White Sox 7, Angels 2: The show underneath the show

Because Bill Walton brought his weirdness to a baseball broadcast, the larger baseball world was unusually riveted by an August White Sox game for once.

Credit the White Sox for putting on a show, even as an undercard.

Lucas Giolito struck out 11 Angels over six innings for his 13th win, the Sox weathered another night of the Mike Trout show, and James McCann contributed his second eighth-inning grand slam in three games to enable the Sox to cruise to the finish.

Giolito’s posted a strong line — 6 IP, 6 H, 2 R, 2 ER, 3 BB, 11 K — that belies how hard he had to work. It wasn’t just the strikeouts elevating the pitch count, which finished at 113. He spent most of the game in the stretch, because the Angels put the leadoff man on in four of Giolito’s six innings.

He limited the damage to a leadoff “triple” coming around to score in the third (David Fletcher hit one over Eloy Jiménez’s head, but an average left fielder probably flags it down), and a Trout solo shot in the fifth. The Angels had better opportunities for a crooked number but couldn’t capitalize. Giolito loaded the bases with a single, HBP and walk with one out the first inning, but wriggled out of it with a strikeout and groundout.

He opened his night with that Houdini act, and he closed it with one as well. He started the inning by giving up a single and a four-pitch walk, and Yolmer Sánchez and Tim Anderson could only get the out at second on a potential 4-6-3 ball. Brian Goodwin entered to pinch-hit and get the matchup advantage, but he popped out to shallow left for the second out, and Giolito finished the inning by fanning Fletcher.

The Fletcher strikeout was emblematic of Giolito’s effort. Fletcher had only struck out 43 times over 115 games, a big reason why the Angels had baseball’s second-lowest strikeout rate. Giolito raised that rate with 11 punchouts, and his fastball did the heavy lifting. He threw 68 of them out of 113, getting 14 swinging strikes. It paired well with his slider, which got whiffs on eight of 30.

All the while, the offense gave him enough despite its attempts to govern the output. They took a 2-0 lead in the third by swinging the bat — Leury García doubled, Tim Anderson singled him home, and Anderson came around on a balk, groundout and #WILDPITCHOFFENSE.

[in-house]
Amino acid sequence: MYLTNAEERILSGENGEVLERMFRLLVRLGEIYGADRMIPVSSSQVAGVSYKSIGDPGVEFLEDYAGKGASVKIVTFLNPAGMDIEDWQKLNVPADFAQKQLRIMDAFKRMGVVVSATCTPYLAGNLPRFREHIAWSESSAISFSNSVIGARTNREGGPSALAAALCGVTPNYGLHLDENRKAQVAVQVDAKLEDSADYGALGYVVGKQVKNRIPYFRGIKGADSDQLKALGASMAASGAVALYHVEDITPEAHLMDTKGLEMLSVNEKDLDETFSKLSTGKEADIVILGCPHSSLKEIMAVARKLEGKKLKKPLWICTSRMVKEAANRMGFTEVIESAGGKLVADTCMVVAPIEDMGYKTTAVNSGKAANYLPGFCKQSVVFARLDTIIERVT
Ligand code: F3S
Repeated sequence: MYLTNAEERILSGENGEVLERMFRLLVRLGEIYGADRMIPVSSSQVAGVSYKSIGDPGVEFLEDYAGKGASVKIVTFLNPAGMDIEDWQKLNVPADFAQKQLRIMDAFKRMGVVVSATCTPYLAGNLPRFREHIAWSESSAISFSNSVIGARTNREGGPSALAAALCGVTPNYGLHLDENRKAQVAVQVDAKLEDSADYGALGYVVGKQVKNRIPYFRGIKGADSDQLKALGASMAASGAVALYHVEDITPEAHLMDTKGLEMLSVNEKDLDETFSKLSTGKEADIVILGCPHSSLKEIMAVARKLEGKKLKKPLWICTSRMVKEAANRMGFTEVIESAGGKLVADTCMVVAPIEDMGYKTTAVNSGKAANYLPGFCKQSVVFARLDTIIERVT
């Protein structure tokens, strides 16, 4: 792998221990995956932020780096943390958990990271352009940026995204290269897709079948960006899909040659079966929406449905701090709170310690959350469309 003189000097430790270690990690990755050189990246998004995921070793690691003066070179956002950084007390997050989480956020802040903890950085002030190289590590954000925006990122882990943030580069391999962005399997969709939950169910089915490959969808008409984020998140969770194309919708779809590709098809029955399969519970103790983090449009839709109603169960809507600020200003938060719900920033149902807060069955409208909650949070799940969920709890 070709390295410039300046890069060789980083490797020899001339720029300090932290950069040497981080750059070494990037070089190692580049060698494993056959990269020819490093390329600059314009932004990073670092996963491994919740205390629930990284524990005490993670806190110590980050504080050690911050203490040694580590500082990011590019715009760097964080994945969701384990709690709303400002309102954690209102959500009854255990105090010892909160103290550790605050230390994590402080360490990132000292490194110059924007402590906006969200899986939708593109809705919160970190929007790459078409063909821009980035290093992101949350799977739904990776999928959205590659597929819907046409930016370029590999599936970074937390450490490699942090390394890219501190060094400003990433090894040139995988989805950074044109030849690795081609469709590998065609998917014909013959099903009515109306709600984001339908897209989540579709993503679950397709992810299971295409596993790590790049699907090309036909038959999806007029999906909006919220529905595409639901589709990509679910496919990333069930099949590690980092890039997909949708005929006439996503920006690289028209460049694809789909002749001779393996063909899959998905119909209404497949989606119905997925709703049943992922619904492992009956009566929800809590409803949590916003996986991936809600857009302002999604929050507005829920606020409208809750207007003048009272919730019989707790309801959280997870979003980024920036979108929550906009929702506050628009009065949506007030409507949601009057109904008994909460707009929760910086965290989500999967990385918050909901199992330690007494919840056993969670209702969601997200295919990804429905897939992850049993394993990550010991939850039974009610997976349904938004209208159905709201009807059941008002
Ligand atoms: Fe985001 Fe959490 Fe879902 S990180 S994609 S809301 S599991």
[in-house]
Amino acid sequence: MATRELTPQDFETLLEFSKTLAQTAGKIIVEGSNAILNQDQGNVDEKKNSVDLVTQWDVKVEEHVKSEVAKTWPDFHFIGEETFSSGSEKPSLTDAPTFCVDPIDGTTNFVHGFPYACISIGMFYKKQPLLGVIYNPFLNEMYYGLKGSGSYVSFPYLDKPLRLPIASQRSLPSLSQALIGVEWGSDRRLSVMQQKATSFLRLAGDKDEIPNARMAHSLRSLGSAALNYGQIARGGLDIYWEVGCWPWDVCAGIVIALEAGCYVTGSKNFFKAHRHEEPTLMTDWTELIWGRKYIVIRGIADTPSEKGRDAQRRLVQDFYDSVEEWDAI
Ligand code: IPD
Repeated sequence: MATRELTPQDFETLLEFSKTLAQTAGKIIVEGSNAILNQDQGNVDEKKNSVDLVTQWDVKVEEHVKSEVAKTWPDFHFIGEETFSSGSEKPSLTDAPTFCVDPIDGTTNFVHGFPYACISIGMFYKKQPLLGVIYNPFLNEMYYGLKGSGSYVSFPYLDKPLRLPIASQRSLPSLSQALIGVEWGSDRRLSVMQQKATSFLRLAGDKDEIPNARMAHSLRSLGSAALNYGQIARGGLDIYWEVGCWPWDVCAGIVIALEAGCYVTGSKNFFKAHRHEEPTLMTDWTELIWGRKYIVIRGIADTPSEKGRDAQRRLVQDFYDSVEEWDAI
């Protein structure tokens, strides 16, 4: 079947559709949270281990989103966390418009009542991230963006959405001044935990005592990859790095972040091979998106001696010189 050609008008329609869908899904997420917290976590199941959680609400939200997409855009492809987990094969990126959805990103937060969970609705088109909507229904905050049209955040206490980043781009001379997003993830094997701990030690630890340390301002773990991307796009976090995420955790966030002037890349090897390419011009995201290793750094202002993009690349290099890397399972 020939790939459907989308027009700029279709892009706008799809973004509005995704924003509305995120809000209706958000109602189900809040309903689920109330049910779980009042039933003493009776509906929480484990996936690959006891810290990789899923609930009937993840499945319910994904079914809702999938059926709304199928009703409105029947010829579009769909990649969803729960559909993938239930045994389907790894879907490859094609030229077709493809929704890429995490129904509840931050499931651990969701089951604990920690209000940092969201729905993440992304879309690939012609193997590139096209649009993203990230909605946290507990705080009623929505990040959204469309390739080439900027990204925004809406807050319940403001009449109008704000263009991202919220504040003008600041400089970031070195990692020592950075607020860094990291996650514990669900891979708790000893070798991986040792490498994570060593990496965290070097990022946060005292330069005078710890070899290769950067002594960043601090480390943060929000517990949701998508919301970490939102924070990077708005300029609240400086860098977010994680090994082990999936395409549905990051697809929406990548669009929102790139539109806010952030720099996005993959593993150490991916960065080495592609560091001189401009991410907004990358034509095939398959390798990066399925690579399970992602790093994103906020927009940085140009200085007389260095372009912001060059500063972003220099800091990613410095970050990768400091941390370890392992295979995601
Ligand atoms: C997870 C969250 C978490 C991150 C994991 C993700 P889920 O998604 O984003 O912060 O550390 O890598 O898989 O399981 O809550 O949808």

An inning later, the Sox bunted into another run. Jon Jay bunted Welington Castillo to third, and the Angels for whatever reason played back on Yolmer Sánchez with a runner on third, so Sánchez dropped his mandatory squeeze bunt for a 3-1 lead. It seemed unnecessarily cautious when they swung the bats well against rookie Patrick Sandoval, but they never trailed.

And McCann made sure that there would be no late-inning hijinks, either. Once again, García and Anderson reached with hits to put runners on the corners with nobody out in the eighth. García broke for home on Jose Abreu’s grounder to short, but was able to return to third because Max Stassi couldn’t handle the throw cleanly. That set the table for McCann, who cleared the table by sending a 1-0 Ty Buttrey slider nearly 450 feet out to left.

Bullet points:

*Trout went 1-for-4, but the hit was a homer off Giolito. He also reached base on Giolito’s first-inning HBP, and again when Evan Marshall fumbled a soft chopper toward the first-base side of the mound. Fortunately, Trout decided to retire himself by breaking for third on a grounder to Tim Anderson, and Anderson made the easy throw to cut down the lead runner.

*Aaron Bummer cleaned up Marshall’s mess, throwing two perfect innings his way (five groundouts, one strikeout).

*Trout also cut down McCann at third when McCann tried to tag up on a fly. His first slide was safe, but it also took him past the bag, and he couldn’t get back to it before a tag was placed.

*Walton was fun … for a night. He had the attention span and misdirected energy of a grade-school field trip to a minor-league game, but he also dropped a lot of good book titles, had a more sensible attitude toward sports labor than Hawk Harrelson and Tom Paciorek did last year, and created some abstract word tales I didn’t mind hearing:

It’d be fun to hear again, but not anytime soon.

Record: 55-66 | Box score | Highlights

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Jim Margalus
Jim Margalus

Writing about the White Sox for a 16th season, first here, then at South Side Sox, and now here again. Let’s talk curling.

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I dont find it the least bit surprising that Bill Walton isnt ignorant when it comes to labor policy in sports.


The Walton experiment was fine for one night on a West Coast telecast, and the Sox played a good game, so it was fun to watch.


I really thought Ricky would bunt less often as this team got better, but now I’m not so sure. He’s really out of control with his bunting- it’s got to stop.